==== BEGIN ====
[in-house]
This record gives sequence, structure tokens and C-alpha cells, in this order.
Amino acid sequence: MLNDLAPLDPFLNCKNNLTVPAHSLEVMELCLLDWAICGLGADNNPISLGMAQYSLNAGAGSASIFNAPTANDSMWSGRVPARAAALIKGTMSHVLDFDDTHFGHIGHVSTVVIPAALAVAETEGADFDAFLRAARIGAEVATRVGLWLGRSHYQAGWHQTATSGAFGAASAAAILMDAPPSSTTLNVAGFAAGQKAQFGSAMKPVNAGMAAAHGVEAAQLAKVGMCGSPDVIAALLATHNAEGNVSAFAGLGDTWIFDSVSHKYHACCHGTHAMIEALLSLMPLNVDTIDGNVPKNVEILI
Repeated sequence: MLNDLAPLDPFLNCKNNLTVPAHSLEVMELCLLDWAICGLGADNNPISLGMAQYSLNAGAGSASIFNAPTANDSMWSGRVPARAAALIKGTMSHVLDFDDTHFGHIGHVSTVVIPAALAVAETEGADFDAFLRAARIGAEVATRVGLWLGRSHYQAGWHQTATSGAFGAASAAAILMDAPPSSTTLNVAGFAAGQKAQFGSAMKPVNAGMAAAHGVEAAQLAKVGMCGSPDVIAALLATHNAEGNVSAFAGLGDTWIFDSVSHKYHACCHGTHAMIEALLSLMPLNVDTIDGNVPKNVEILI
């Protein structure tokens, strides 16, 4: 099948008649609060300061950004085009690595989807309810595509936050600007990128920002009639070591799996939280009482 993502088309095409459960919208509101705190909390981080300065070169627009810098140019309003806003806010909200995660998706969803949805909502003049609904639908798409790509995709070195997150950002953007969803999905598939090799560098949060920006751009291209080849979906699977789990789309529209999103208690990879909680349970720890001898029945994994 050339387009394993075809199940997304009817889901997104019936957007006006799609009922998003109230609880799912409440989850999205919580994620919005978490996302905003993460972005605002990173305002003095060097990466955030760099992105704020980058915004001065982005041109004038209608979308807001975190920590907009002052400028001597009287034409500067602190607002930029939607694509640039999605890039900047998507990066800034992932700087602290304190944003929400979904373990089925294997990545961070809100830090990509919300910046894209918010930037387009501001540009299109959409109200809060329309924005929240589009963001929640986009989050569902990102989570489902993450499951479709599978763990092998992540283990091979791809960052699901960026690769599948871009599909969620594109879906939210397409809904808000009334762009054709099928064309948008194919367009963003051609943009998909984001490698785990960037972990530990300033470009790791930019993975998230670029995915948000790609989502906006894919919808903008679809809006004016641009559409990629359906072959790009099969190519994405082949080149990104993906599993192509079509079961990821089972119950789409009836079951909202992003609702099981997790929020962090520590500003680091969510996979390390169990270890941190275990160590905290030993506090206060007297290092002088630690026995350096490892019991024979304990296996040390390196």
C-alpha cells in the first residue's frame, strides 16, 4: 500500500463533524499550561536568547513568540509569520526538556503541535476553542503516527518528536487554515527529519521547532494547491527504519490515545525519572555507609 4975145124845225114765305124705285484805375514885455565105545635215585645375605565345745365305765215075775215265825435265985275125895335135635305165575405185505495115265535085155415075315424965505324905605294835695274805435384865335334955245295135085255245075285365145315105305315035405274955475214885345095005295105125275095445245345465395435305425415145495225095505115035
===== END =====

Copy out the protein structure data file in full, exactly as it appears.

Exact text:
[in-house]
This record gives sequence, structure tokens and C-alpha cells, in this order.
Amino acid sequence: MLNDLAPLDPFLNCKNNLTVPAHSLEVMELCLLDWAICGLGADNNPISLGMAQYSLNAGAGSASIFNAPTANDSMWSGRVPARAAALIKGTMSHVLDFDDTHFGHIGHVSTVVIPAALAVAETEGADFDAFLRAARIGAEVATRVGLWLGRSHYQAGWHQTATSGAFGAASAAAILMDAPPSSTTLNVAGFAAGQKAQFGSAMKPVNAGMAAAHGVEAAQLAKVGMCGSPDVIAALLATHNAEGNVSAFAGLGDTWIFDSVSHKYHACCHGTHAMIEALLSLMPLNVDTIDGNVPKNVEILI
Repeated sequence: MLNDLAPLDPFLNCKNNLTVPAHSLEVMELCLLDWAICGLGADNNPISLGMAQYSLNAGAGSASIFNAPTANDSMWSGRVPARAAALIKGTMSHVLDFDDTHFGHIGHVSTVVIPAALAVAETEGADFDAFLRAARIGAEVATRVGLWLGRSHYQAGWHQTATSGAFGAASAAAILMDAPPSSTTLNVAGFAAGQKAQFGSAMKPVNAGMAAAHGVEAAQLAKVGMCGSPDVIAALLATHNAEGNVSAFAGLGDTWIFDSVSHKYHACCHGTHAMIEALLSLMPLNVDTIDGNVPKNVEILI
């Protein structure tokens, strides 16, 4: 099948008649609060300061950004085009690595989807309810595509936050600007990128920002009639070591799996939280009482 993502088309095409459960919208509101705190909390981080300065070169627009810098140019309003806003806010909200995660998706969803949805909502003049609904639908798409790509995709070195997150950002953007969803999905598939090799560098949060920006751009291209080849979906699977789990789309529209999103208690990879909680349970720890001898029945994994 050339387009394993075809199940997304009817889901997104019936957007006006799609009922998003109230609880799912409440989850999205919580994620919005978490996302905003993460972005605002990173305002003095060097990466955030760099992105704020980058915004001065982005041109004038209608979308807001975190920590907009002052400028001597009287034409500067602190607002930029939607694509640039999605890039900047998507990066800034992932700087602290304190944003929400979904373990089925294997990545961070809100830090990509919300910046894209918010930037387009501001540009299109959409109200809060329309924005929240589009963001929640986009989050569902990102989570489902993450499951479709599978763990092998992540283990091979791809960052699901960026690769599948871009599909969620594109879906939210397409809904808000009334762009054709099928064309948008194919367009963003051609943009998909984001490698785990960037972990530990300033470009790791930019993975998230670029995915948000790609989502906006894919919808903008679809809006004016641009559409990629359906072959790009099969190519994405082949080149990104993906599993192509079509079961990821089972119950789409009836079951909202992003609702099981997790929020962090520590500003680091969510996979390390169990270890941190275990160590905290030993506090206060007297290092002088630690026995350096490892019991024979304990296996040390390196």
C-alpha cells in the first residue's frame, strides 16, 4: 500500500463533524499550561536568547513568540509569520526538556503541535476553542503516527518528536487554515527529519521547532494547491527504519490515545525519572555507609 4975145124845225114765305124705285484805375514885455565105545635215585645375605565345745365305765215075775215265825435265985275125895335135635305165575405185505495115265535085155415075315424965505324905605294835695274805435384865335334955245295135085255245075285365145315105305315035405274955475214885345095005295105125275095445245345465395435305425415145495225095505115035